Faculty role in demonstrations experiences a decline in 2011

UC Berkeley professor of English Lyn Hejinian was one of only two faculty members who spoke at Sept. 22’s Day of Action rally — and this came after a UC Davis professor was the only ladder-rank faculty member who spoke at a town hall meeting the Monday before.

“I’m sure I’m perceived as being on some lunatic fringe,” said Hejinian.

But just two years ago, Hejinian was among a large number of faculty members, including UC Berkeley professor of public policy Robert Reich and professor of city and regional planning Ananya Roy, who visibly advocated in similar settings and whose speeches at a teach-in in September 2009 drew resounding cheers from a packed Wheeler Auditorium.

Such faculty involvement “has, and will always be, an essential part of this movement,” said UC Berkeley student Marco Amaral, who has organized a number of protests.

But while the faculty’s goal of maintaining the university’s excellence has not changed, the path to achieving those goals has evolved, according to Robert Jacobsen, chair of the UC Berkeley Academic Senate.

Sept. 22’s protest and the teach-in held the Monday before did not draw faculty speakers in the same numbers as in 2009.

The Solidarity Alliance — a coalition of faculty, staff and students that played a leading role in the fall 2009 protests — which Hejinian chaired, no longer organizes rallies.

Associate professor of art history Gregory Levine suspects many faculty members feel a sense of “anxiety and powerlessness.”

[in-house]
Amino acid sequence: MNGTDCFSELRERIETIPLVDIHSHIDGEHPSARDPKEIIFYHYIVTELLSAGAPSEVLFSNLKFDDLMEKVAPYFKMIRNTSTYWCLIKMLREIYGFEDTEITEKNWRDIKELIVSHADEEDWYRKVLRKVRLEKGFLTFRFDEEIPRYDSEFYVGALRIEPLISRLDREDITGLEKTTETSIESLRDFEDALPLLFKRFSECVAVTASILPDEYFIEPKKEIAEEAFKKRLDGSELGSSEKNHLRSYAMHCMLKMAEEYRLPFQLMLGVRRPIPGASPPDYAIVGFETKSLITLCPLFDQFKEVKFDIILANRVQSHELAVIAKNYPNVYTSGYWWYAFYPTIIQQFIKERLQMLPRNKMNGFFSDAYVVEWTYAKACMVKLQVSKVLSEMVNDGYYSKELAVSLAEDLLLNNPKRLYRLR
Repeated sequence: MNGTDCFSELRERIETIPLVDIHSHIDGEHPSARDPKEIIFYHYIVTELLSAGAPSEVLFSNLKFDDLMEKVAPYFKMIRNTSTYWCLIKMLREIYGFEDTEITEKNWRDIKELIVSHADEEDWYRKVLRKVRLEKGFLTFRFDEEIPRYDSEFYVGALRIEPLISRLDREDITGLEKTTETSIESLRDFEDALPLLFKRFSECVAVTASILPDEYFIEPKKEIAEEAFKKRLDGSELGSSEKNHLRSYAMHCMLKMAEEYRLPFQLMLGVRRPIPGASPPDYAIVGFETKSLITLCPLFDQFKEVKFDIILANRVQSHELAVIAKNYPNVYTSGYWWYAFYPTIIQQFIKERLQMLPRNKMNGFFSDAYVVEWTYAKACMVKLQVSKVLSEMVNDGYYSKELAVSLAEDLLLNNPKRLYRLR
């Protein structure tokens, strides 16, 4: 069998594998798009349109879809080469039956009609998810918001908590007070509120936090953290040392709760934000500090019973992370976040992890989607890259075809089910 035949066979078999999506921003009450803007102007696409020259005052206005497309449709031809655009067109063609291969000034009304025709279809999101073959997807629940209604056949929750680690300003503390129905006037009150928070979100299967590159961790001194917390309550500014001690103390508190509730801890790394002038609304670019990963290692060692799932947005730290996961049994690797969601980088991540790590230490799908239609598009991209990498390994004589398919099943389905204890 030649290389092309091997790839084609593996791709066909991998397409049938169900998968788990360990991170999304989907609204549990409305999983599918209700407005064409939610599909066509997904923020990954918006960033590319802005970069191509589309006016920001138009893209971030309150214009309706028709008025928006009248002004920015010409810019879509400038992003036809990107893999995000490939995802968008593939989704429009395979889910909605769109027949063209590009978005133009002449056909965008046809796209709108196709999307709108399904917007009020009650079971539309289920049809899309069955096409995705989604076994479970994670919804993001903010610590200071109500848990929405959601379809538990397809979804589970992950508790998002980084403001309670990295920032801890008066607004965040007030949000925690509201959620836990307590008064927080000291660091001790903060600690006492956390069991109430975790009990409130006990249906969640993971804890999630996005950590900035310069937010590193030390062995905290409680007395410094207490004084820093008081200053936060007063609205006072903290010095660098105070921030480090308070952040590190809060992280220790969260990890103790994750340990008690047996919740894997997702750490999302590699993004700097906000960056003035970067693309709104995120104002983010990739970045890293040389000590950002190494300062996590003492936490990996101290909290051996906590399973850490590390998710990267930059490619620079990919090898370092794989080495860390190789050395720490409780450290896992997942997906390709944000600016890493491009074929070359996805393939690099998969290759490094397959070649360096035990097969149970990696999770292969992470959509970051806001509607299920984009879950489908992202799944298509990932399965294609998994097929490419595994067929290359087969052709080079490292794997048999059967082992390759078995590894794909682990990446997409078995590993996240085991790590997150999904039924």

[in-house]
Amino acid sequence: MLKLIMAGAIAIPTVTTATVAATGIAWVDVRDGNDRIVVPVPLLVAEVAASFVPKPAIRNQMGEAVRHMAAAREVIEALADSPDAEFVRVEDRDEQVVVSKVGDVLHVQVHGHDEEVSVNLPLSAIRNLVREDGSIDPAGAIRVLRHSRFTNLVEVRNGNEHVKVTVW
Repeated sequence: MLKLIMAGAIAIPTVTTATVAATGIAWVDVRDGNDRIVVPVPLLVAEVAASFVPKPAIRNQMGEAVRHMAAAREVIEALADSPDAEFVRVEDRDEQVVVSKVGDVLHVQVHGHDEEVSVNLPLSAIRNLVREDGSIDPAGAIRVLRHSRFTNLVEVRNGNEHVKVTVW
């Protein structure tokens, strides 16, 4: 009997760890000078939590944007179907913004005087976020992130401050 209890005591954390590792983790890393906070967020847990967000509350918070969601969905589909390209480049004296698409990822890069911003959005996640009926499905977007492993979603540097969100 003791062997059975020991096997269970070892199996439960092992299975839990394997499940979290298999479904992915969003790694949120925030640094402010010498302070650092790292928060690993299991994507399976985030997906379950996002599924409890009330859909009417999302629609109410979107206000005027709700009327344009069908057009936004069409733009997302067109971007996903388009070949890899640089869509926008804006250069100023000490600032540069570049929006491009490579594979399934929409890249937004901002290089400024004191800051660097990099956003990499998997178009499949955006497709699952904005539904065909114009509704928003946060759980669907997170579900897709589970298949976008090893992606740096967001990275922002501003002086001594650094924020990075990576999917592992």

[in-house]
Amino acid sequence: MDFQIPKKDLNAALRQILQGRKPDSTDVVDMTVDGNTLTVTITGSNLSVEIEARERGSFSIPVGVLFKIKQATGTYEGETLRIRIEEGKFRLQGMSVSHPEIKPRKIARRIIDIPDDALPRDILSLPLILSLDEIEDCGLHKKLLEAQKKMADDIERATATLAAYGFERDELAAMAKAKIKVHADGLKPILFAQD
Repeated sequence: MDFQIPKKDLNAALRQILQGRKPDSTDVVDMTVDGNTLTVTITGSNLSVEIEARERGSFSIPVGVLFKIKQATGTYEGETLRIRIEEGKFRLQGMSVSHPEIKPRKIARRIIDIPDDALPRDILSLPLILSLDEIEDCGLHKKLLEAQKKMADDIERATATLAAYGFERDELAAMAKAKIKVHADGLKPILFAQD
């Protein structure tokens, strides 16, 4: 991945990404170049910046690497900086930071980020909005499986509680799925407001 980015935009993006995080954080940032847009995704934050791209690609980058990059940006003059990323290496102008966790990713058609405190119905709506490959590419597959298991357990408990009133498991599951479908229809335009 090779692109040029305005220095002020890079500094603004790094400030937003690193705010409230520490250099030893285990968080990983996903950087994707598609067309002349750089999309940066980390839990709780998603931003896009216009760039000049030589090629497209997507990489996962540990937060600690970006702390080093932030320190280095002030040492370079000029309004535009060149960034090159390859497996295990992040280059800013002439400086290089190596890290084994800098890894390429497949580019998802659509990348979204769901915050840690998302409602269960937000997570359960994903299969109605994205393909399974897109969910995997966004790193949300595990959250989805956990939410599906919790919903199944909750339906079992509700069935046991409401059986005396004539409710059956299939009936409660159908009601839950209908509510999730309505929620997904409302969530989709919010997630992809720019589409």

“Untenured faculty members fear that their tenure wouldn’t be approved (if they protest),” said Hejinian. “Junior faculty have been warned to lie low.”

Campus spokesperson Janet Gilmore said that faculty have the freedom to express themselves without fear of repercussions.

“We absolutely respect the free speech rights of faculty, students, staff and others, with the expectation that they, of course, follow campus policies, state laws, and respect the rights of others to work, study, go to class, or go about their day,” she said in an email.

However, the challenge faced by a faculty member actually trying to speak to members of the UC Board of Regents — which has a more over-arching authority on budget issues than campus administrators — parallels those of a voter trying to speak to the U.S. president, according to Jacobsen.

In the face of such hurdles, individuals have tried to voice their grievances through larger organizations.

“Faculty have put huge amounts of energy into … many efforts that are not public — in particular, efforts to address issues through the Berkeley Division of the Academic Senate,” Levine said in an email.

The campus division of the senate, composed of faculty members, speaks on behalf of the faculty to voice its concerns to the administration and through the administration to the board.

But the senate’s progress does not always keep pace with the rapidly changing funding situation for higher education.

“Because the faculty works in a deliberative way — a somewhat slow way, by some people’s standards — and because the budget came fast, there was some mismatch there,” Jacobsen said.

Levine said that the faculty’s advocacy movement still has traction and that its goals have remained the same since 2009.

However, Hejinian said she was not sure the movement would achieve its goals.

“I am not optimistic that these protests will stop what’s going on, certainly not in the near future,” she said.

Regardless of the prospect for failure, Jacobsen said the faculty will continue to advocate for the university so that it remains a premier institution, despite differences between individual faculty members.

“The faculty is a whole range — we don’t agree on anything except that we want this place to be great,” Jacobsen said. “We differ on tactics, on strategy, even sometimes on what great means, but we want this university to be great.”